The various legislative proposals designed to keep student-loan interest rates from doubling in July are now so loaded to the gunwales with ifs, ands, or buts that the whole boat is in danger of sinking. But the rancorous partisan debate is just an election-season show staged for the benefit of the college crowd. The real story is that this country is disinvesting in higher education at an alarming rate—as it has been doing for decades—and we are hurtling into the future unprepared for the economy that awaits us.
This should hardly be news. State legislators have been slashing funds for colleges and universities, leaving administrators on campuses to figure out how to make do with less. Meanwhile, the federal government, safely removed from the students whose educations depend on the availability of student loans, tinkers with the fine print of tax policy and eligibility requirements for Pell Grants. And all of this is taking place in a bitterly divided atmosphere in which there seems only one point of agreement: More government disinvestment is a grim inevitability.
Inevitable or not, it looks like nothing but trouble ahead for higher-education financing. The share of discretionary domestic spending, including spending on higher education, continues to decline as health care and defense eat up more and more of our resources. Already, this country's defense spending is more than all our allies' spending combined—and health care already accounts for 18 percent of our GDP, compared with 9 percent in other advanced nations. Even if President Obama's health-care law delivers every penny of savings it promises, spending on health care is on track to gobble up 22 percent of GDP by 2025. Throw in Social Security, and the whole budget tilts ever more precipitously toward guns, health care, and income transfers to the elderly—and away from domestic investment in human capital and infrastructure.
But consider this: By 2025 we will need 20 million more two- and four-year-college graduates, a vast effort that, at our current productivity rates, will require somewhere between $150- and $200-billion in annual postsecondary spending. With Congress intent on pay-as-you-go financing, that's enough of a shortfall to fuel several dozen $6-billion spats of the kind currently playing on Capitol Hill and on campuses everywhere. But if we don't meet this projected shortfall in qualified postsecondary graduates, we will lose some half a trillion dollars every year in the form of new businesses that never open and technological advances that other countries will make instead of us.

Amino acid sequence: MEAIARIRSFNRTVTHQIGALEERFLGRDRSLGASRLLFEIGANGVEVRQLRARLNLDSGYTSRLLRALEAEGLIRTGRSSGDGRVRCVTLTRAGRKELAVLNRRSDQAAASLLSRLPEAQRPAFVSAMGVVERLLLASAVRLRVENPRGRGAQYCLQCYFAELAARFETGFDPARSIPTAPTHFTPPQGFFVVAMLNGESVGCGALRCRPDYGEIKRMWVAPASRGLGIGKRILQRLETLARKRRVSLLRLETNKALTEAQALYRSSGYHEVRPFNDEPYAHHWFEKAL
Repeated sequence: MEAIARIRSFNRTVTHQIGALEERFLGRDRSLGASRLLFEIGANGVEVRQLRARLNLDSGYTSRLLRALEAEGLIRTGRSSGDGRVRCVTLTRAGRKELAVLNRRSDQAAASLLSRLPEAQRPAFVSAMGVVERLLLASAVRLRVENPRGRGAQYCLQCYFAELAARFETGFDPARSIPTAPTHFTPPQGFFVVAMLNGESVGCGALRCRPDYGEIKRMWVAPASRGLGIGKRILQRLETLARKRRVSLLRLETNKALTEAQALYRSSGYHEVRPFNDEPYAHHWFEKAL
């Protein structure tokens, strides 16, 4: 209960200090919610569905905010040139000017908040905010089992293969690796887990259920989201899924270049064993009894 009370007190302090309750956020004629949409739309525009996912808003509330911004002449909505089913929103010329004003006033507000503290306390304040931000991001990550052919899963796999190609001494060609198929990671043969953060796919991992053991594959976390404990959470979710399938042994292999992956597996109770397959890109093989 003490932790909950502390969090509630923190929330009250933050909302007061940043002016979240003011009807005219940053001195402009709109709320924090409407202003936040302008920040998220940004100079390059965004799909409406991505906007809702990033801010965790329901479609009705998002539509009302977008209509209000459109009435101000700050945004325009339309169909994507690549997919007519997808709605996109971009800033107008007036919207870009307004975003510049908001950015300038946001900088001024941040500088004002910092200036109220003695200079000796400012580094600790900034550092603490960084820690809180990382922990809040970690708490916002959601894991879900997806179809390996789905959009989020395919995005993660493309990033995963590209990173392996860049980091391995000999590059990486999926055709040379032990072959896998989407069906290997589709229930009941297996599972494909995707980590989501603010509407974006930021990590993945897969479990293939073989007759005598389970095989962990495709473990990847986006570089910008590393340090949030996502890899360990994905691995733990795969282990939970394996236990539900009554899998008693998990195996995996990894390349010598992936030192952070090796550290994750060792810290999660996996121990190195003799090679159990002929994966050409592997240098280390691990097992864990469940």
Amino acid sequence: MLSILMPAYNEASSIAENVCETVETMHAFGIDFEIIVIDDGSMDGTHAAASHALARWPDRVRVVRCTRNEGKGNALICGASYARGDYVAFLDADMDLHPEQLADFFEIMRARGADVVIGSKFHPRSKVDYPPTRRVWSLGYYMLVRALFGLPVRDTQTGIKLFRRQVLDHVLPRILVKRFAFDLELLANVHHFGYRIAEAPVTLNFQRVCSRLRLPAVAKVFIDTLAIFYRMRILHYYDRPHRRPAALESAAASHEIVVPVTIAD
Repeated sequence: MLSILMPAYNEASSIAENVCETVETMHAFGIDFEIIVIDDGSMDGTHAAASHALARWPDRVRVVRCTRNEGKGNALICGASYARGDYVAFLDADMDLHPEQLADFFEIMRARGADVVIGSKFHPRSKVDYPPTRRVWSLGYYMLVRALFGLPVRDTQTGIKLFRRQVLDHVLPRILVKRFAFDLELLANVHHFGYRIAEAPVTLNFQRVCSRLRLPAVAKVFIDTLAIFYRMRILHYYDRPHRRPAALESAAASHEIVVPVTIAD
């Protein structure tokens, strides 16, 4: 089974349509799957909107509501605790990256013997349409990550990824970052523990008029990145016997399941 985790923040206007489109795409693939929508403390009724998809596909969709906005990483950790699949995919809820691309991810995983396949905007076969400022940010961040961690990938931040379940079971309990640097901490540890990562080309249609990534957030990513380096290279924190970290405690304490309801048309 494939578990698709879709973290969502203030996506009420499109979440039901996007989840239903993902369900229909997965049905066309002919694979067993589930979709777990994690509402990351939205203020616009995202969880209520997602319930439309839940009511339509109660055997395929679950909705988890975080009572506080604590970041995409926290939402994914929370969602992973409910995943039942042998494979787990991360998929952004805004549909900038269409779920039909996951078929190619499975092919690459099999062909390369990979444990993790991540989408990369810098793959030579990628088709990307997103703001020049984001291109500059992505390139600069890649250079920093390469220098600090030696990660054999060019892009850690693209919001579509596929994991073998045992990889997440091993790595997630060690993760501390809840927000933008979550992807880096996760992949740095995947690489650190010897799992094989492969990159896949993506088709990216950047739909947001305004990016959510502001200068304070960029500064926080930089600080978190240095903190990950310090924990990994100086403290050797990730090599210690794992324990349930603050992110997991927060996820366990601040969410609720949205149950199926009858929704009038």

Nobody will notice, of course. It's a law of behavioral economics that people miss only tangible goods that are taken from them—as in more of their dollars spent in taxes, or paying for a tank of gas. But just because these losses will be hard to quantify doesn't make them any less real.
In truth, our disinvestment in postsecondary education did not begin with the current economic and entitlement crisis. We have been shortchanging postsecondary education and not noticing since about 1983, when we beat back the stagflation of the 1970s and the United States economy began its transformation from a tangible-goods economy into a knowledge economy. Since then, the economic demand for workers with some form of formal learning after high school has been growing by 3 percent a year, but the supply of college graduates has been growing by only 1 percent per year.
Want to know why there is a 74-percent wage premium for college credentials over high-school diplomas? Ever wonder why the earnings difference between those with college degrees and those without has become such a primary cause of our nation's growing wealth inequality? It's because the demand for educated workers has been exceeding the supply a little bit more every year.
A few economic trends have managed to disguise the degree of this disinvestment. Even before the recession, the real-estate bubble created an artificial cushion in construction that made it look as if there were tons of jobs out there for people with only a high-school diploma, especially young men. Then, in 2007, the real-estate bubble burst.
The Great Recession that followed also helped mask this problem, by increasing the rate of underemployment and outright unemployment among college graduates. But underneath the dismal employment numbers for new college graduates, technological change is accelerating the structural shift into an economy that depends more and more on postsecondary education.
As the economic recovery limps along, it is increasingly clear that most of the jobs that required only a high-school education, especially those male blue-collar jobs, are gone—and they are not coming back. As long as we are distracted by the blue-collar jobs receding in our rear-view mirror and by short-term budget spats right before us, we are likely to miss the fact that the road we're on leads straight off a cliff.